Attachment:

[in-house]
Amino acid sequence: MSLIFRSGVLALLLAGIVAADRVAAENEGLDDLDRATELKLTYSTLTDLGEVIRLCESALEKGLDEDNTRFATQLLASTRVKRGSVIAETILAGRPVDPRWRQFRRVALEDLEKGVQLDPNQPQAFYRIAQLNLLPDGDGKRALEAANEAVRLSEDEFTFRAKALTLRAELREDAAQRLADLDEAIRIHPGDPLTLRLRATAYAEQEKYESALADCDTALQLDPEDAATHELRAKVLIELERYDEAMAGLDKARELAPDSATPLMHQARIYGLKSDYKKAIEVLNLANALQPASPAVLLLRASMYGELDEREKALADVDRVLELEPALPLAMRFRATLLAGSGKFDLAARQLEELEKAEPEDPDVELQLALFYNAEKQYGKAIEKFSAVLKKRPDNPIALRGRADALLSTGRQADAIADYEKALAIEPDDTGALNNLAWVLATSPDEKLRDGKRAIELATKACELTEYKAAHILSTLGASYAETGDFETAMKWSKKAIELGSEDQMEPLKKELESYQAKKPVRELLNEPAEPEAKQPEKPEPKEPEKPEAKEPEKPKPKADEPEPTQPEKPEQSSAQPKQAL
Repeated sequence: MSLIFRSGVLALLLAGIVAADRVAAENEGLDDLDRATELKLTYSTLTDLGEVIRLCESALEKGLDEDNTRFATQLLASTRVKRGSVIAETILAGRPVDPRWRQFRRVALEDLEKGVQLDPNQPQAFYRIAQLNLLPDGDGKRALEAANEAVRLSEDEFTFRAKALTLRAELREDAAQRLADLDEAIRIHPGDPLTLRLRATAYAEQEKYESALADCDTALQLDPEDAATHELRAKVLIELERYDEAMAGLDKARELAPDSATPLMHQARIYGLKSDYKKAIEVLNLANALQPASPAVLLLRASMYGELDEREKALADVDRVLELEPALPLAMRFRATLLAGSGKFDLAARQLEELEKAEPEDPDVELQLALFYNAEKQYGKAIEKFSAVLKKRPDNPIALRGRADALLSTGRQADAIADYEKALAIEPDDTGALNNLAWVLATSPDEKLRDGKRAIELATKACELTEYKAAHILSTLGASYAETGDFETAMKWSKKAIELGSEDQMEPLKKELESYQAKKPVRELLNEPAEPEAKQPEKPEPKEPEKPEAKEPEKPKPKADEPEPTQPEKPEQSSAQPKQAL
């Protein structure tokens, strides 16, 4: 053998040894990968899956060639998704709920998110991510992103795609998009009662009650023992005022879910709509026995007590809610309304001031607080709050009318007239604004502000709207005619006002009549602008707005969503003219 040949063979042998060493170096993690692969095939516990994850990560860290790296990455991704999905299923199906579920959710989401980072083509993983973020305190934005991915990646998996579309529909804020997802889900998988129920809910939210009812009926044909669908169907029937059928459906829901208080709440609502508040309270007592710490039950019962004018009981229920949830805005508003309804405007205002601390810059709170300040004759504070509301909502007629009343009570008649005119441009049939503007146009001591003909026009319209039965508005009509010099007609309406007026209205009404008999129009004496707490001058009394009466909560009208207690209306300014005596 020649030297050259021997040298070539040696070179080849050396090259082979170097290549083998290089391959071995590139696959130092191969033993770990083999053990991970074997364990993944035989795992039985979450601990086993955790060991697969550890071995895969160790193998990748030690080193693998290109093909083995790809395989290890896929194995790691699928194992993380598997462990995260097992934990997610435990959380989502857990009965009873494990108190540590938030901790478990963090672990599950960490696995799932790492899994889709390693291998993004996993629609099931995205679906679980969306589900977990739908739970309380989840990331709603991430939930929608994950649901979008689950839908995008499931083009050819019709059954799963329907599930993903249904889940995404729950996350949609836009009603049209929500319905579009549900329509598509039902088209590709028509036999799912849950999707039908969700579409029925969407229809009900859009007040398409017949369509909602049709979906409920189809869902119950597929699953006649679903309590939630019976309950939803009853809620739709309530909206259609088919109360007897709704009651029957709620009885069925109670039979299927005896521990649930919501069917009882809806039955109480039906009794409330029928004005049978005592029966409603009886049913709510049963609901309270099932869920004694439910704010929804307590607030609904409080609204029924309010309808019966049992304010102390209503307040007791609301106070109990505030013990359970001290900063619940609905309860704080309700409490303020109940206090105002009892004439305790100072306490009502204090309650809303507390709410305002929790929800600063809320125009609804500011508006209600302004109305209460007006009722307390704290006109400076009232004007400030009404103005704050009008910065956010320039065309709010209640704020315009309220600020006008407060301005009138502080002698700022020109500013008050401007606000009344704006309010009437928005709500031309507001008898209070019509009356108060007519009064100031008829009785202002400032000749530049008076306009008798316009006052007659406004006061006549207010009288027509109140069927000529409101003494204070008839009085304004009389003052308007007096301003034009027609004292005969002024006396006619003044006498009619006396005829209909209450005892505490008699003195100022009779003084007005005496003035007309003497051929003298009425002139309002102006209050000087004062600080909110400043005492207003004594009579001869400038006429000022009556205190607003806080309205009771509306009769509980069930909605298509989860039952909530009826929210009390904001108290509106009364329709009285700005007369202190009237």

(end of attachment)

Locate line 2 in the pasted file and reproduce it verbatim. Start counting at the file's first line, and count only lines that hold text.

Amino acid sequence: MSLIFRSGVLALLLAGIVAADRVAAENEGLDDLDRATELKLTYSTLTDLGEVIRLCESALEKGLDEDNTRFATQLLASTRVKRGSVIAETILAGRPVDPRWRQFRRVALEDLEKGVQLDPNQPQAFYRIAQLNLLPDGDGKRALEAANEAVRLSEDEFTFRAKALTLRAELREDAAQRLADLDEAIRIHPGDPLTLRLRATAYAEQEKYESALADCDTALQLDPEDAATHELRAKVLIELERYDEAMAGLDKARELAPDSATPLMHQARIYGLKSDYKKAIEVLNLANALQPASPAVLLLRASMYGELDEREKALADVDRVLELEPALPLAMRFRATLLAGSGKFDLAARQLEELEKAEPEDPDVELQLALFYNAEKQYGKAIEKFSAVLKKRPDNPIALRGRADALLSTGRQADAIADYEKALAIEPDDTGALNNLAWVLATSPDEKLRDGKRAIELATKACELTEYKAAHILSTLGASYAETGDFETAMKWSKKAIELGSEDQMEPLKKELESYQAKKPVRELLNEPAEPEAKQPEKPEPKEPEKPEAKEPEKPKPKADEPEPTQPEKPEQSSAQPKQAL